Endometriosis is fueled by excess estrogen. Many of the products that we come in contact with have xenoestrogens in them. These are chemical imitators of estrogen that linger in your body. Avoid them. (I’m a big fan of 100% Pure. Check them out here.)

#5.) Find ways to manage stress.

Stress plays a big role with your hormones and can create an inflammatory reaction in your body. Life is stressful. It’s not going to go away. Find ways to implement stress-reducing activities into your day. I’ve had success with meditation, massage therapy, yoga, coloring and infrared sauna time.

Sometimes all it takes is a couple of long deep breaths to calm things down. (Check out my guided breathing exercises here).

#6.) It’s Ok to rest.

Your body goes through so much. Don’t feel guilty if you have to say “no”, if you have to call into work, if you don’t get done all that needs to get done. Listen to your body and don’t overdo it.

#7.) Find support.

Living with a misunderstood invisible illness is tough. Especially when it’s one that impacts your fertility. It’s really helpful to connect with other ladies who understand.

I remember when I was first diagnosed with endometriosis and how fearful I was of all the negative information I was pulling in. I had to separate myself from that.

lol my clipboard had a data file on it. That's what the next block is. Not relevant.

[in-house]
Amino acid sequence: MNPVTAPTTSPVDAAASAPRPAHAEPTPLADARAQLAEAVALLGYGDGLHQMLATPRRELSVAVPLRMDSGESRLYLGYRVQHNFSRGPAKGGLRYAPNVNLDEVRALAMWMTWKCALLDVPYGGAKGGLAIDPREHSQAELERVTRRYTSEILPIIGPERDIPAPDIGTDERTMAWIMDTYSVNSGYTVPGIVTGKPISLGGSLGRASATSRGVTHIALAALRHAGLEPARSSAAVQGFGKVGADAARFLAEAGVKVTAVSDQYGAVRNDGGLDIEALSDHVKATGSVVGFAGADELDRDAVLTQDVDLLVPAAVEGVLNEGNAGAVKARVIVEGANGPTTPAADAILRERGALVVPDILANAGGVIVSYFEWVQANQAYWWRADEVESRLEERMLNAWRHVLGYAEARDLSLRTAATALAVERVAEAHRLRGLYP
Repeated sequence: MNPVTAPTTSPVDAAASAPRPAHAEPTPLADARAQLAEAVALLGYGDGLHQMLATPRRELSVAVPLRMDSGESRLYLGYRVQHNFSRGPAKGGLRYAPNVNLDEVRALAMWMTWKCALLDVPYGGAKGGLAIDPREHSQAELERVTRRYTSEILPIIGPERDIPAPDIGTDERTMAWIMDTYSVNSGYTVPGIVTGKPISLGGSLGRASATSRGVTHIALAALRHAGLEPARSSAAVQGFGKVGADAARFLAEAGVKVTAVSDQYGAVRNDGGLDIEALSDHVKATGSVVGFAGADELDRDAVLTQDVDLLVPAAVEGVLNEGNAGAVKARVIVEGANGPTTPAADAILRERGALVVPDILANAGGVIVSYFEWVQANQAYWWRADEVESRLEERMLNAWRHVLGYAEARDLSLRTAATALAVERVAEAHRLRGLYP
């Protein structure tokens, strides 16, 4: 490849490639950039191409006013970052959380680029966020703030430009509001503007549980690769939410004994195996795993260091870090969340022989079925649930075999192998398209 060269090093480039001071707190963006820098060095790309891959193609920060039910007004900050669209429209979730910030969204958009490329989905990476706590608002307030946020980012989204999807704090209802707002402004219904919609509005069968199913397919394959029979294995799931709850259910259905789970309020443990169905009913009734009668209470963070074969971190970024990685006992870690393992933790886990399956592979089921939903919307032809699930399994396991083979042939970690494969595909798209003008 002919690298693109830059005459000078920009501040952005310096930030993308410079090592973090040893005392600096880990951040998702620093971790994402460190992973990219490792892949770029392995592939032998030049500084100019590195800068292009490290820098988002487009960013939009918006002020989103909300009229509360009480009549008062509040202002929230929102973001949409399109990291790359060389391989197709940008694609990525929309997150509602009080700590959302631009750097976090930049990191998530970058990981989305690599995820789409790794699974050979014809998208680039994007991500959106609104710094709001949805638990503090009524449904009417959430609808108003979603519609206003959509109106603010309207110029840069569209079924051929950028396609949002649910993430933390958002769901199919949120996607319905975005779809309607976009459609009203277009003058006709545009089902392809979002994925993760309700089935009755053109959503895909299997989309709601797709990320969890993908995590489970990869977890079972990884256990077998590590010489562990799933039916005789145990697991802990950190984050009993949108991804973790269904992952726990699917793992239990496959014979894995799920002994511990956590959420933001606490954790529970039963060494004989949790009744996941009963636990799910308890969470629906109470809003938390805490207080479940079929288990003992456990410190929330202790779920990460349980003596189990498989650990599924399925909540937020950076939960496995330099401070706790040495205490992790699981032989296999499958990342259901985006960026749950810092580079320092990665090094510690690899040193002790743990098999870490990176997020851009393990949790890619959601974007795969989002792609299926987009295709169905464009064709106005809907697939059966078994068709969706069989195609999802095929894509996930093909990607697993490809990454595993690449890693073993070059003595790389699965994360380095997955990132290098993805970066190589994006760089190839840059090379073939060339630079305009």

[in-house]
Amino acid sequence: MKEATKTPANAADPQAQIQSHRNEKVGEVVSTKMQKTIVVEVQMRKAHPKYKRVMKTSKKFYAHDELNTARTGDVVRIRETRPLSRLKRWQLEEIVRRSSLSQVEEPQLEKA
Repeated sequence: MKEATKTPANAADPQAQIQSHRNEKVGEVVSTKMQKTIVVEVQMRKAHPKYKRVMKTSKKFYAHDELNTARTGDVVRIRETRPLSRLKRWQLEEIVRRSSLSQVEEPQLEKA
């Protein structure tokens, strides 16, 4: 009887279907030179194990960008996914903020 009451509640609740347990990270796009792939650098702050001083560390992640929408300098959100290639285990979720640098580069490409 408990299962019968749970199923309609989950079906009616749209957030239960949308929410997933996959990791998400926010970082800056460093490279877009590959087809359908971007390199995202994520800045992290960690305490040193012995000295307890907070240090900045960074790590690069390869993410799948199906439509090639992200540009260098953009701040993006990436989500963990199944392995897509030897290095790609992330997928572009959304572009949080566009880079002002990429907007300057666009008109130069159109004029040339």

I became conscious of the energy that I was around and shifted towards a community of women who believed that they could get better.

I started a group for positive ladies who support natural methods on Facebook. It’s called Finding Peace With Endo. You can join here.

#8.) Find a way to creatively express yourself.

A creative outlet gives you space to release. Sometimes it’s hard to express otherwise. Perhaps you like to write, sing, paint, cook, crochet or color. This helps get your mind off the pain and into the present moment.

#9.) You are whole and complete.

It’s easy to get down on your body, to feel broken. Remember that your body is only a shell to something much bigger. The true you is perfect. The acknowledgement of the separation from my physical shell helped me deal with the notion of a life with chronic pain.

The pain part was not “me”. This notion helped me find a bigger purpose and lead me down a path towards true peace.

#10.) Love is greater than fear.

When you pause and reconnect with your true self via meditation or creative activity, you tap into a space of love. I believe this is a direct pathway to a higher source of love and peace.

Faith is what keeps me moving in a positive direction. Regardless of what goes on outside, it helps me to know that it’s all going to be Ok.

On the Positive Side?

Endometriosis forced me to take better care of myself. It took me down a road to great discoveries and a truth that it’s possible to feel better. I’m here to remind you of that.

If you want to dig deeper into the lessons I’ve learned on my journey with endometriosis, check out my book: From Pain to Peace With Endo.

If you need further support and guidance I do offer one-on-one health coaching. Find out more & schedule time to chat with me here.

Please know that you are not alone in this love. Don’t lose hope.

Much LOVE,